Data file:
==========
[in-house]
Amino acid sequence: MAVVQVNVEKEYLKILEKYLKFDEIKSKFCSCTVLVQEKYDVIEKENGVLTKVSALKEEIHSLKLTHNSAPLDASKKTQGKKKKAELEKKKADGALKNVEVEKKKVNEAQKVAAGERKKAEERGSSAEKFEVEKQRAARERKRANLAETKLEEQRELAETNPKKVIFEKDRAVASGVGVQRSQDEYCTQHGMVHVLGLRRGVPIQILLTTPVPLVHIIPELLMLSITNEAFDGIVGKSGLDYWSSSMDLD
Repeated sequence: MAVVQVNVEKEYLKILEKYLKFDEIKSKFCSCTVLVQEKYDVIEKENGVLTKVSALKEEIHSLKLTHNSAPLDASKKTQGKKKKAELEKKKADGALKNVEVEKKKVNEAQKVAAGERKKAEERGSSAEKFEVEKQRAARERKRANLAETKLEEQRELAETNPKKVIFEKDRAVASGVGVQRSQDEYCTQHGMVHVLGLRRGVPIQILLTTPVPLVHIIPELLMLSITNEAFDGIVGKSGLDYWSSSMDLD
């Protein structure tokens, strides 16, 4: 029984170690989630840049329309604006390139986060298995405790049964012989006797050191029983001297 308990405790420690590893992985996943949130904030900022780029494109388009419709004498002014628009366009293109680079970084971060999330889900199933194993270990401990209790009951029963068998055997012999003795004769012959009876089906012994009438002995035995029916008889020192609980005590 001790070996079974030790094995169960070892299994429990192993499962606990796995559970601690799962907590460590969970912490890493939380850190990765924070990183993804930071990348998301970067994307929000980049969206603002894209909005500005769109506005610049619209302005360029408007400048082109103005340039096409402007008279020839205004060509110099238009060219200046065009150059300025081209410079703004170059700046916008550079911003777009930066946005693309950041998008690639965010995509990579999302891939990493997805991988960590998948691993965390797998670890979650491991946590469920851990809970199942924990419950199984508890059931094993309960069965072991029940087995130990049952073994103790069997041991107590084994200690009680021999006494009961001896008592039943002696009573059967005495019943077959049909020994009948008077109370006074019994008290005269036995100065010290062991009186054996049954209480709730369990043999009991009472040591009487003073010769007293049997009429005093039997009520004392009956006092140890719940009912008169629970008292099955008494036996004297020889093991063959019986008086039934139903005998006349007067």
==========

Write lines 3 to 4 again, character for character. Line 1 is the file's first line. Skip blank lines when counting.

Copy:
Repeated sequence: MAVVQVNVEKEYLKILEKYLKFDEIKSKFCSCTVLVQEKYDVIEKENGVLTKVSALKEEIHSLKLTHNSAPLDASKKTQGKKKKAELEKKKADGALKNVEVEKKKVNEAQKVAAGERKKAEERGSSAEKFEVEKQRAARERKRANLAETKLEEQRELAETNPKKVIFEKDRAVASGVGVQRSQDEYCTQHGMVHVLGLRRGVPIQILLTTPVPLVHIIPELLMLSITNEAFDGIVGKSGLDYWSSSMDLD
């Protein structure tokens, strides 16, 4: 029984170690989630840049329309604006390139986060298995405790049964012989006797050191029983001297 308990405790420690590893992985996943949130904030900022780029494109388009419709004498002014628009366009293109680079970084971060999330889900199933194993270990401990209790009951029963068998055997012999003795004769012959009876089906012994009438002995035995029916008889020192609980005590 001790070996079974030790094995169960070892299994429990192993499962606990796995559970601690799962907590460590969970912490890493939380850190990765924070990183993804930071990348998301970067994307929000980049969206603002894209909005500005769109506005610049619209302005360029408007400048082109103005340039096409402007008279020839205004060509110099238009060219200046065009150059300025081209410079703004170059700046916008550079911003777009930066946005693309950041998008690639965010995509990579999302891939990493997805991988960590998948691993965390797998670890979650491991946590469920851990809970199942924990419950199984508890059931094993309960069965072991029940087995130990049952073994103790069997041991107590084994200690009680021999006494009961001896008592039943002696009573059967005495019943077959049909020994009948008077109370006074019994008290005269036995100065010290062991009186054996049954209480709730369990043999009991009472040591009487003073010769007293049997009429005093039997009520004392009956006092140890719940009912008169629970008292099955008494036996004297020889093991063959019986008086039934139903005998006349007067």